So, eight assassins walk into a bar, six men and two women. All are fabulous singers, skilled at immersing themselves in their roles; dedicated to their craft; and one is a smashing dancer. Out of this group, who will steal the show?
This is a show that is rich in detail, voices, and stagecraft and is a lovely lead-in to Signature’s 30th year.
The women. Yes, the women. “Assassins” does have a grim relevance given the threats and divisions and hatred permeating our lives in America, and it works oddly well as a revue of presidential killers and would-be killers. The men are almost uniformly grim and beaten down, or grim and seriously disturbed, or both, and luckily for us Rachel Zampelli as Lynette “Squeaky” Fromme and Tracy Lynn Olivera as Sara Jane Moore just bring the crazy completely into the theatre, and in a good way. They provide some needed humanity and comedy; they may be just as deadly serious as the men in their plan to assassinate a president (Gerald Ford), but in a weird way, their motives are more caretaking (even if the ultimate object of that caring is Charles Manson, Squeaky wasn’t looking for personal gain of any kind).
Which sort of brings up another question—of all the motives, Squeaky Fromme’s is the least self-centered; is that a matter of the female nature or the socialization indoctrination process females are subject to? But I digress.
There’s also the very special moment when Zampelli and Olivera both miss Gerald Ford, and Olivera runs after him shouting, “Bang, bang.” It just fits them both so well.
Stephen Sondheim, who wrote the music and lyrics, and John Weidman who wrote the book (based on an Idea by Charles Gilbert, Jr) don’t glorify this posse of the disenfranchised and disenchanted, but do offer up a sly sendup of the American virtues of being self-made and independent. Beginning with John Wilkes Booth (a glorious, dark, driven Vincent Kempski), who wanted to slay the beast that, in his view, tore apart his country (and maybe because of bad reviews too) he leads us through a series of monologues and musical numbers that highlight each person’s motives.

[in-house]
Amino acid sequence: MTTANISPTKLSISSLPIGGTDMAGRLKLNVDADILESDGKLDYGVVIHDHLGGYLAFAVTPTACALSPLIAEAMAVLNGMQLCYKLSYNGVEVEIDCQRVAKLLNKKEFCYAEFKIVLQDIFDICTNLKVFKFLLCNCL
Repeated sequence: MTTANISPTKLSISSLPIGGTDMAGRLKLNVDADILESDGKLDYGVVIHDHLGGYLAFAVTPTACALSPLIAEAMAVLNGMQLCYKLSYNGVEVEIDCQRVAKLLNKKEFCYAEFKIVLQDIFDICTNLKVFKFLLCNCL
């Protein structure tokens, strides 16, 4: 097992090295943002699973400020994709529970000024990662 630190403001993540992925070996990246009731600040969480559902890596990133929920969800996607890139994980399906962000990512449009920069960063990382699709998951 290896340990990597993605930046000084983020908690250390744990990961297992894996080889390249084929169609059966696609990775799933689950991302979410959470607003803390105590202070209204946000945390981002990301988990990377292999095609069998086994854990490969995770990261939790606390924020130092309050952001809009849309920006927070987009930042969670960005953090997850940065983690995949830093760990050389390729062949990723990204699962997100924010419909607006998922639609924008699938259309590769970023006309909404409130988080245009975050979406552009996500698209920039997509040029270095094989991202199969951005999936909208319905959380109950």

John Hinkley is portrayed by a despondent Evan Casey, and he and Zampelli have an imagined meeting that ends up with a rather lovely duet, “Unworthy of Your Love.” And Bobby Smith as Charles Guiteau (he killed President James Garfield because Garfield didn’t pay a political debt he imagined) has a wonderfully upbeat song and dance on his own personal stairway to heaven, aka, the steps to the gallows. You can just see the angels beckoning him onwards and upwards.
Sam Ludwig as the Balladeer/Lee Harvey Oswald seems the sanest (we don’t realize he’s Oswald until the last scene), but once all the assassins unite in the book repository to urge him to make his death memorable (he was going to kill himself), the absolute glee that comes over him is almost infectious.
All of the cast does superb work at portraying the chilling spiral into moral and mental madness; when the stand together, facing the audience and holding their guns, the deadness in their eyes is like looking into the abyss.
The rest of the cast includes Christopher Bloch as Samuel Byck (attempted to assassinate Richard Nixon); Ian McEuen as Giuseppe Zangara (tried for President Franklin D. Roosevelt); Lawrence Redmond as Leon Czolgosz (he murdered President William McKinley); and Kurt Boehm as President Ford, the proprietor of the bar who supplied all the guns, and as part of the ensemble.
The ensemble includes Jimmy Mavrikes, Christopher Mueller, Nova Y. Payton, Christopher Michael Richardson, Maria Rizzo, and Jack St. Pierre. Swings include Declan Fennell, Harrison Smith, Kylie Clare Smith and Dylan Toms.
Maria Rizzo also plays Emma Goldman, who has a chance meeting with Leon Czologosz. Her Goldman is memorable—in just a few minutes she conveys the conviction and grace of a fighter for worker’s rights.
“Assassins” is directed by Eric Schaeffer; his vision includes a worn, very tall, forbidding wall of wood that encapsulates the stage. It’s very height seems to weigh down on these desperate people and emphasizes their smallness in a cold world. The set design is by James Kronzer, who also places a crumbling, ghostly replica of the presidential box at Ford’s Theater anchoring stage left.
Musical Direction by Jon Kalbfleisch does a superb job of music direction, leading eight musicians up in the galley.
This is a show that is rich in detail, voices, and stagecraft and is a lovely lead-in to Signature’s 30th year. If you’re in the mood for an evening of crazy that can lead to some serious reflection of the effect of gun culture on America, you won’t want to miss this.
Advisory: Gunshots, adult language, assassinations.
Running Time: 100 minutes with no intermission.
“Assassins” runs through September 29, 2019 at Signature Theatre, Arlington, VA. For more information, please click here.